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Saturday, September 27, 2014

Two Claims to Lead Muslim World Split Jihadists - Leader of Islamic State Challenges Afghan Taliban's Mullah Omar

From The Wall Street Journal:

KABUL—The rise of Islamic State in Iraq and Syria, just as the Taliban are plotting a comeback in Afghanistan, has ignited a shadowy feud within the jihadist universe: Which "emir of the believers" is the real McCoy?
The lofty title denoting spiritual leadership of the Muslim world was claimed in 1996 by the Afghan Taliban's leader, Mullah Mohammad Omar, who famously wrapped himself in Prophet Muhammad's cloak in a Kandahar mosque.
It was to him that Osama bin Laden and other al Qaeda leaders then-based in Afghanistan pledged their allegiance—an oath to which most of al Qaeda's old cadre still subscribe, at least theoretically, and which al Qaeda's new leader, Ayman al Zawahiri, reaffirmed in his latest video statement this month.
But in June, flush with power after seizing Iraq's second-largest city of Mosul, the leader of Islamic State, Abu Bakr al Baghdadi, decided to one-up Mullah Omar.
In addition to proclaiming himself the new "emir of the believers," he announced that he was also assuming the title of caliph of the entire Muslim world, and would henceforth be known as "Caliph Ibrahim."
That was a bold claim that shocked even old guard Islamist extremists, let alone ordinary Muslims who have been horrified by Islamic State's atrocities. The title of caliph, after all, has lain dormant since the heir to the Ottoman throne Abdulmecid II relinquished it in 1924.

In any case, no caliph in more than a millennium actually ruled the entire Muslim world, in part because of the myriad differences in culture and language between, for example, Iraq and Afghanistan.

The demand by Mr. Baghdadi that all the world's Muslims pledge allegiance to him has gained little traction outside Syria and Iraq. But the global ambitions of Islamic State, with its blitzkrieg battlefield victories and a slick propaganda machine, are increasingly unnerving the Taliban.

"In Islamic law, you can't have two persons as the emirs of the believers—one of them should be killed," says Waheed Muzhda, a Kabul-based analyst who served in the Taliban regime's foreign ministry before the 2001 U.S. invasion, and still maintains contacts with Taliban leaders.

In this contest, he adds, the reclusive Mullah Omar—who communicates with believers twice a year by issuing a holiday encyclical in a variety of languages—is at a disadvantage in the new age of social media and satellite television.

"Abu Bakr al Baghdadi is present, he is talking, people see him. But Mullah Omar has disappeared and nobody knows where he is," Mr. Muzhda says.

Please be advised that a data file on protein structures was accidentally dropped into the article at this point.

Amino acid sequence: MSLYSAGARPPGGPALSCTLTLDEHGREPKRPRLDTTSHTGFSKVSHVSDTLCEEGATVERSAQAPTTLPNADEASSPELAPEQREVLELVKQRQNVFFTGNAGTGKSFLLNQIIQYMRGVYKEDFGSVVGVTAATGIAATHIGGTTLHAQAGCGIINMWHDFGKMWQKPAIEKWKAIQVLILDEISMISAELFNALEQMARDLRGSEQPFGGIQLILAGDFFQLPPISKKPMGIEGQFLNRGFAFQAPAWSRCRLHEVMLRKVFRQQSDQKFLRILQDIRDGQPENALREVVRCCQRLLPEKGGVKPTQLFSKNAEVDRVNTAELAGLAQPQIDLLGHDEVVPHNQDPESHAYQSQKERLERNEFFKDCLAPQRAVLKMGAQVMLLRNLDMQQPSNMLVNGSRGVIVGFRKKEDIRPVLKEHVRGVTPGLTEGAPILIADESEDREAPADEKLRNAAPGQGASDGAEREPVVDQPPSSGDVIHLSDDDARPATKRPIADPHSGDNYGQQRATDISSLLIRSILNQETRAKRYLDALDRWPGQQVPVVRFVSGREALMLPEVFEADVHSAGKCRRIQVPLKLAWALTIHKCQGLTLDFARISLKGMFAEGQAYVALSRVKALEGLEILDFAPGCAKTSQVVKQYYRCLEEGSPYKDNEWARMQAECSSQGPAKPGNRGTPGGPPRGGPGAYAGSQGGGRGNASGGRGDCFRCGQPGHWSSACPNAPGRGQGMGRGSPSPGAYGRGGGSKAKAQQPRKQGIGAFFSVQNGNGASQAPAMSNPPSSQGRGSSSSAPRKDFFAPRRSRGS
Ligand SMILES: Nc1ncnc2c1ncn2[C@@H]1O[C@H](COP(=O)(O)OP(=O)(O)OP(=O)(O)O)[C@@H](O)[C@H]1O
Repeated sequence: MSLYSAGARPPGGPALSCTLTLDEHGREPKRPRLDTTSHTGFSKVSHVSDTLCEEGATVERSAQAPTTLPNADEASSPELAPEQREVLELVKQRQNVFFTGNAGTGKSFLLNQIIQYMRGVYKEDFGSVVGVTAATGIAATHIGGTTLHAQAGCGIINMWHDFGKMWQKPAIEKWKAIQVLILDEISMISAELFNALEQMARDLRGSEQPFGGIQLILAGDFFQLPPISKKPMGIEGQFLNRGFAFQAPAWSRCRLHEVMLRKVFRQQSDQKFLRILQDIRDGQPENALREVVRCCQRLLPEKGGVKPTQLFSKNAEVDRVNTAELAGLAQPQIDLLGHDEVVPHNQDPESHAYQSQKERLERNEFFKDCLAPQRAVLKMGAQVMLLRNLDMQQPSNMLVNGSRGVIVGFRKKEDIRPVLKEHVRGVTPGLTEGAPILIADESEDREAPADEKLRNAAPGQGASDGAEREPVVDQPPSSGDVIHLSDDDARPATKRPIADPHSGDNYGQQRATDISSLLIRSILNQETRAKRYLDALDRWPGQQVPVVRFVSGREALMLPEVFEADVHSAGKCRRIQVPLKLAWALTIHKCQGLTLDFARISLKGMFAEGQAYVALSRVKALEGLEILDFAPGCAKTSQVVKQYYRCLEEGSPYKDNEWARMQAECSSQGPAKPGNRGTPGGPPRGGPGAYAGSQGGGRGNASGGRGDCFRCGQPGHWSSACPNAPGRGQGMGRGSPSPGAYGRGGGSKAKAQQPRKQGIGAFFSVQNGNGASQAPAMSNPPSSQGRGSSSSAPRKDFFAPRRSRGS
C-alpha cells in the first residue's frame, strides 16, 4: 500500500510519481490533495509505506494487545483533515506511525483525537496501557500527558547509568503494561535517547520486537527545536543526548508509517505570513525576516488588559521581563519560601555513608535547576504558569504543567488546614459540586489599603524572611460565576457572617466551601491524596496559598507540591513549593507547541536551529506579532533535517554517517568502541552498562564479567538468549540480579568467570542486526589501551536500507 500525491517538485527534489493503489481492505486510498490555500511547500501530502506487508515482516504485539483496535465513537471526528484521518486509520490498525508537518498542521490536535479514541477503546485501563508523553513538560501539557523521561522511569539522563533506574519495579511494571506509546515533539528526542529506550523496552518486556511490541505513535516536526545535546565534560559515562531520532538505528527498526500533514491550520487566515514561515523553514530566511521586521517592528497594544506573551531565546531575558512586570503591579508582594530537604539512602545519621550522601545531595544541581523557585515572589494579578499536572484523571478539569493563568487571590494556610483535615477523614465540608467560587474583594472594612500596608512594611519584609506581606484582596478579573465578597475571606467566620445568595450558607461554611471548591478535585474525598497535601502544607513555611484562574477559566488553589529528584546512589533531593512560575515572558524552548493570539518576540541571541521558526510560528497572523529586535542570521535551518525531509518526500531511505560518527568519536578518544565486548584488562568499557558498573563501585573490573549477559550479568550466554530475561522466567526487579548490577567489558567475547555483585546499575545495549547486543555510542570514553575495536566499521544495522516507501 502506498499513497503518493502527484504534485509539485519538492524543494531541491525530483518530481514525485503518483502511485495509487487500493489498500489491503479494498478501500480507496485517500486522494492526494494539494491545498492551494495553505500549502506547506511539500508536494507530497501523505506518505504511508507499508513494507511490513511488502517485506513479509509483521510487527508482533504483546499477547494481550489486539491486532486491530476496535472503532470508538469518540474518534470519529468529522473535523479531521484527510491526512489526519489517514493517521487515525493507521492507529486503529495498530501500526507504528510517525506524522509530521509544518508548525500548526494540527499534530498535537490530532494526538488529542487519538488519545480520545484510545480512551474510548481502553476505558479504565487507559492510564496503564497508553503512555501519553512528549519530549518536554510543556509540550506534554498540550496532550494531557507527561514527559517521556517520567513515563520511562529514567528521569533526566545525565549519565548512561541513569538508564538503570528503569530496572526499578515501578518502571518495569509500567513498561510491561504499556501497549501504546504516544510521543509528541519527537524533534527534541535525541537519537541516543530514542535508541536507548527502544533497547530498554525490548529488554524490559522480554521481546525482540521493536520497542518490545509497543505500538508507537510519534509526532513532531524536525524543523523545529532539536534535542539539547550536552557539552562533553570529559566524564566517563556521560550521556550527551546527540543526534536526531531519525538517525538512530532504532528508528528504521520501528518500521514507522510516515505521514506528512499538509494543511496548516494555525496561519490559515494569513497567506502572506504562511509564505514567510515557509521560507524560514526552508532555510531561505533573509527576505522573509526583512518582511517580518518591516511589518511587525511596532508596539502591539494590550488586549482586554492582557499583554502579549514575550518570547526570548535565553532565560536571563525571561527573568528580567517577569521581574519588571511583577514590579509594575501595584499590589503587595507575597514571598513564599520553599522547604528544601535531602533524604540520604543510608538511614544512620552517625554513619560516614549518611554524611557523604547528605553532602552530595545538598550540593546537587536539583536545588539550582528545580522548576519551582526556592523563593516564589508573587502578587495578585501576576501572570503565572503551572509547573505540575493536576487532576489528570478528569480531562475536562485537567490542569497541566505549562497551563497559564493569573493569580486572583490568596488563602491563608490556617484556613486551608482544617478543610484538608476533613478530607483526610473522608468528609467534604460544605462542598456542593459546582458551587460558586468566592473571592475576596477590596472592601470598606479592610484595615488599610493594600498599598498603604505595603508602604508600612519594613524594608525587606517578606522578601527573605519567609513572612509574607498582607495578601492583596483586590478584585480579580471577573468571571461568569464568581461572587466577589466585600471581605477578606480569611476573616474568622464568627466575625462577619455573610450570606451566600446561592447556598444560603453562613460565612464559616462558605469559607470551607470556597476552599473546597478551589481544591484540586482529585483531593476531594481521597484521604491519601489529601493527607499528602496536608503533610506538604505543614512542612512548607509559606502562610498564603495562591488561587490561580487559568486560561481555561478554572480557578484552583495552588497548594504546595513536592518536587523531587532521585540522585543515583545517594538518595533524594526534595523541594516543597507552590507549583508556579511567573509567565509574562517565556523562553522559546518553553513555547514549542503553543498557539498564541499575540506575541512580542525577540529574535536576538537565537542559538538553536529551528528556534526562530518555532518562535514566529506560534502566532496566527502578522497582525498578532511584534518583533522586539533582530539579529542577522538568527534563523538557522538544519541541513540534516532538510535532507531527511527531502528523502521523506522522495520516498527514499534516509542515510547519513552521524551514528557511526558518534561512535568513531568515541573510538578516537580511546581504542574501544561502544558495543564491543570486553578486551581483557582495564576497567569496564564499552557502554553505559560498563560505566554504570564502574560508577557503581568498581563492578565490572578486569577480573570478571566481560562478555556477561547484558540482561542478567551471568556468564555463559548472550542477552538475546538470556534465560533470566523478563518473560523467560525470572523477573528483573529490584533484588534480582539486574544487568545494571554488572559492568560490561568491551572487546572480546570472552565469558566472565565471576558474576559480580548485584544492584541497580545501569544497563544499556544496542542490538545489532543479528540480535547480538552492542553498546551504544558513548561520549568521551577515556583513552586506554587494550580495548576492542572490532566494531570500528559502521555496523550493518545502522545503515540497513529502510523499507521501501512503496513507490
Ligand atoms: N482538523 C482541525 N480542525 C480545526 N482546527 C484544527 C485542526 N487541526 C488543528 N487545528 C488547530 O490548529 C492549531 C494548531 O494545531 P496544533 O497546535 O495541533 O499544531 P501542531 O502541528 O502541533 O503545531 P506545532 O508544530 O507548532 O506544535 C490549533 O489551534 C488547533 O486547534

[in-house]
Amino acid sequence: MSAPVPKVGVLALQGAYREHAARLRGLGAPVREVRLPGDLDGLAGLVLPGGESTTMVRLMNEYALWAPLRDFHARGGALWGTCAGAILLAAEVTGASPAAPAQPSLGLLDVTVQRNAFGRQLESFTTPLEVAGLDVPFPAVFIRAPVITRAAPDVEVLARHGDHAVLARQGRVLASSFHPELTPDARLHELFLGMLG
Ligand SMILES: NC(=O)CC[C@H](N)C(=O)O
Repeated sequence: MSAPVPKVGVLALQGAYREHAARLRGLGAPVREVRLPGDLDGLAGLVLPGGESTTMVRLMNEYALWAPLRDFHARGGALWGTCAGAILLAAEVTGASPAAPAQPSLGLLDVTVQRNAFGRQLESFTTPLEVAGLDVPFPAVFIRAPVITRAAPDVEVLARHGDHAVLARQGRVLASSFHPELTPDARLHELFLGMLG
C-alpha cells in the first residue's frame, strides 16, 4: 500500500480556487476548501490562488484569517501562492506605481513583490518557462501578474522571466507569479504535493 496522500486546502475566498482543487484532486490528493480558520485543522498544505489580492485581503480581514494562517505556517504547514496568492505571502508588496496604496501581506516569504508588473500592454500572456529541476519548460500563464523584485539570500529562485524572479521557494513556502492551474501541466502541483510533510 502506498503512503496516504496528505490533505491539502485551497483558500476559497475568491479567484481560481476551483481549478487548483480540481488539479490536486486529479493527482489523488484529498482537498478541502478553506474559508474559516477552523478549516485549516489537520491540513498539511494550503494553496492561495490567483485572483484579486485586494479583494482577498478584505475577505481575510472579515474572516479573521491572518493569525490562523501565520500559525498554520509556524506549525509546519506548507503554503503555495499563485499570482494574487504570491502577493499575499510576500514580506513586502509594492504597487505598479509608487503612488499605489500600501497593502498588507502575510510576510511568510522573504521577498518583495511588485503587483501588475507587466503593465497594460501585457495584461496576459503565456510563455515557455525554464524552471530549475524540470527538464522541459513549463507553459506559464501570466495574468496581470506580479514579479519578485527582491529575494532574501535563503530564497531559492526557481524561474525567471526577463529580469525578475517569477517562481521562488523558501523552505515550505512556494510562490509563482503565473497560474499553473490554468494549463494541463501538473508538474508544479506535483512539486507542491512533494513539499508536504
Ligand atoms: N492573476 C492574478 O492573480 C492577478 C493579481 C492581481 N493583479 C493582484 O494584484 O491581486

Islamic State has already begun trying to gain recruits in the Afghan-Pakistani borderlands that shelter the remainders of al Qaeda and a constellation of other jihadist groups. It has started publishing propaganda in Pashto and Dari languages.

So far, however, its inroads have been limited, with only a handful of small, publicity-hungry splinter groups pledging allegiance.

"This is more of an Arab phenomenon. There is no impact here," Afghan Interior Minister Umar Daudzai said about Islamic State, also known as ISIS or ISIL.

The Afghan Taliban, who are under Mullah Omar's leadership, and the main factions of the Pakistani Taliban, who acknowledge him as a spiritual leader but operate separately, have all rejected Mr. Baghdadi's demand for a bayaa, or allegiance pledge. Still, their spokesmen have been cautious to avoid direct criticism of Islamic State.

"We are engaged in an ongoing jihad in our own country, and therefore we don't want to make any comment on the developments and movements in other countries," says Taliban spokesman Zabiullah Mujahid.

The original founders of Islamic State in Iraq— Abu Musab al Zarqawi, killed in 2006, and his successor Abu Omar al Baghdadi, killed in 2010—both spent time in Afghanistan, with Mr. Zarqawi commanding Arab volunteers in Herat under a Taliban commander named Mullah Hanan. As with other Arab jihadists sheltered here, they acknowledged Mullah Omar's authority.

It is unclear whether "Caliph Ibrahim" ever set foot in Afghanistan. While a senior Afghan official says he believes so, others close to the Taliban deny that.

To be sure, for many Arab militants, the pledge to Mullah Omar has always been more of a practical arrangement that allowed them to operate in pre-2001 Afghanistan than a sign of ideological affinity.

Those ideologies have diverged even more over the past decade, as the Taliban focused on regaining power in Afghanistan and opened peace talks with the U.S.

These days, even the more hard-core Afghan Taliban have been repulsed by Islamic State's bloodthirsty ways, such as the wholesale slaughter of Shiites and Yazidis.

"They don't treat people the right way and are much more extreme. The Taliban didn't kill nearly as many people. The Taliban don't force people to convert to Islam," says Mohammad Akbar Agha, a former senior Afghan Taliban commander who was involved in kidnapping United Nations staff in 2004, and is the cousin of the Taliban's political commission chief, Tayeb Agha.

When the founder of Afghanistan, Ahmad Shah Durrani, established his empire in the 18th century, he refused to bow to the Ottoman caliph, addressing him insolently as "brother," Mr. Agha points out.

"This is the attitude of the Afghans," he says. "I don't think they will oblige Islamic State."


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